Today: One analyst downgrades Apple (AAPL) shares on worries of tightening profit margins and weak growth, while another puts his faith in expected rollout of new gadgets, naming Apple the top large-cap stock. Also, Twitter continues its inexplicable surge.

A tale of two Apple analysts: One cautious, one bullish

It's a new year, but Apple is facing the same ol' questions, and analysts were split Thursday over Apple's fortunes in 2014.

Wells Fargo analyst Maynard Um downgraded Apple shares Thursday morning from "outperform" to "market perform," based on concerns about shrinking profit margins, limited growth and a swing in power from handset makers to mobile carriers.

While noting that "there was a lot to be positive about" in 2013, and pointing to expected launches of an iWatch, iBeacon and iPhone 6 this year, "we believe that in the iPhone 6 cycle, gross margins will come under pressure," Um wrote in a note. He also worried that Apple has little room to grow: "We see limited market opportunity absent material share gains or improvements in consumer spend(ing)." Furthermore, Um believes mobile carriers will begin to reduce the subsidy amounts for new phones -- now reportedly about $400 per iPhone -- which may discourage purchases from budget-minded consumers.

Still, Um maintained Apple's valuation range between $536 and $581 a share, which is right where it is now, closing Thursday at $553.13, down $7.89, or 1.41 percent.

On the positive side, later Thursday morning Brian White of Cantor Fitzgerald named Apple his company's top large-cap stock for 2014, pointing to innovative new products expected to hit the market and growing popularity in China.

"For 2014, we expect Apple to enter new product categories, re-accelerate growth in China and deepen its offerings in existing device categories," White wrote, citing the expected iWatch, new iPhones -- including a super-sized version -- and a 12.9-inch tablet/laptop hybrid "iPad Pro." White said such a device could be significantly cheaper than a comparable MacBook, since it would use Apple's native A-series processors instead of pricier Intel (INTC) CPUs.

White wrote that while 2013 was "a year to forget," Apple's holiday sales appeared strong and it's not facing supply shortages from its Asian factories, as it did last year at this time. Cantor targets Apple shares at a bullish $777. "After a challenging stock performance in 2013 . . . we estimate that Apple will return to growth in 2014, and we expect the stock price to reflect this improved performance," White wrote.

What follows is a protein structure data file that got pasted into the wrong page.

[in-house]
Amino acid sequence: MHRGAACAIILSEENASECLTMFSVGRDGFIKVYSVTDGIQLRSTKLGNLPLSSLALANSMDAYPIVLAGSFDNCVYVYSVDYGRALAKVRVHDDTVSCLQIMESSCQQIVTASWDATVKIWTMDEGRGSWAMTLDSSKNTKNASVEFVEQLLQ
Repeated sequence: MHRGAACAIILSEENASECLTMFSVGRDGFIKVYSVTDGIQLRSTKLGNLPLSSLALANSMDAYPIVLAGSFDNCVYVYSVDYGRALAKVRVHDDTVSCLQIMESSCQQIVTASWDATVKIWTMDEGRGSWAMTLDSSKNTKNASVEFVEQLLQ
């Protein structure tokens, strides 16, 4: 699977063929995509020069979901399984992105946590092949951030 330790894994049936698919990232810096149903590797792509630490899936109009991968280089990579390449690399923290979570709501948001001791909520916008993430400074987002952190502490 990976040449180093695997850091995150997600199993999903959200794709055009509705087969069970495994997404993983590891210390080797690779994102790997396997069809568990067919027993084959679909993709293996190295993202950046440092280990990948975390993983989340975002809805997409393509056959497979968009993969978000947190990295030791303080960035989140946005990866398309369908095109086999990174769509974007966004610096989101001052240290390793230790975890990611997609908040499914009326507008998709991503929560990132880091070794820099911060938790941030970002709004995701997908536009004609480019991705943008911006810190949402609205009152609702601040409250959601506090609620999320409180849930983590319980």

Markets start slow, but Twitter resumes its inexplicable surge

After the markets' best year in more than a decade, 2014 got off to a slow start on Wall Street. All three major stock indexes, as well as the Silicon Valley 150, declined about 1 percent.

2013 could have not have been much worse for Zynga, the San Francisco online gaming giant, but 2014 is starting better. Shares rose 15 cents, or 3.9 percent, to $3.95, on word that new CEO Don Mattrick is focusing on more engaging role-playing games, which could keep users playing longer. There is also optimism for big revenue gains from its overseas online-gambling efforts, which could add $6 billion in revenue over the next two years, according to reports.

Intel dropped 16 cents, or 0.64 percent, to $25.79, as CEO Brian Krzanich told Re/Code -- the newly rebranded All Things D site from Kara Swisher and Walter Mossberg -- that the Santa Clara tech giant is looking to offload its Internet TV plans after failing to reach content deals with studios and networks.

And after a two-day stumble last Friday and this Monday, Twitter rose for a second straight day as it continued its inexplicable surge that has seen its share price leap more than 60 percent over the past month. Twitter ended the day up $3.85, or 6 percent, at 67.50.

Up: Gilead, Facebook, Zynga, Twitter, Pandora

Down: Apple, Google (GOOG), Oracle (ORCL), Intel, Cicso, HP, eBay (EBAY), Yahoo (YHOO), Netflix (NFLX), LinkedIn, Tesla

The SV150 index of Silicon Valley's largest tech companies: Down 14.72, or 0.98 percent, to 1,492.17

The tech-heavy Nasdaq composite index: Down 33.52, or 0.80 percent, to 4,143.07

The blue chip Dow Jones industrial average: Down 135.41, or 0.82 percent, to 16,441.35

And the widely watched Standard & Poor's 500 index: Down 16.38, or 0.89 percent, to 1,831.98

Check in weekday afternoons for the 60-Second Business Break, a summary of news from Mercury News staff writers, The Associated Press, Bloomberg News and other wire services. Follow Mike Murphy at Twitter.com/mmmmurf.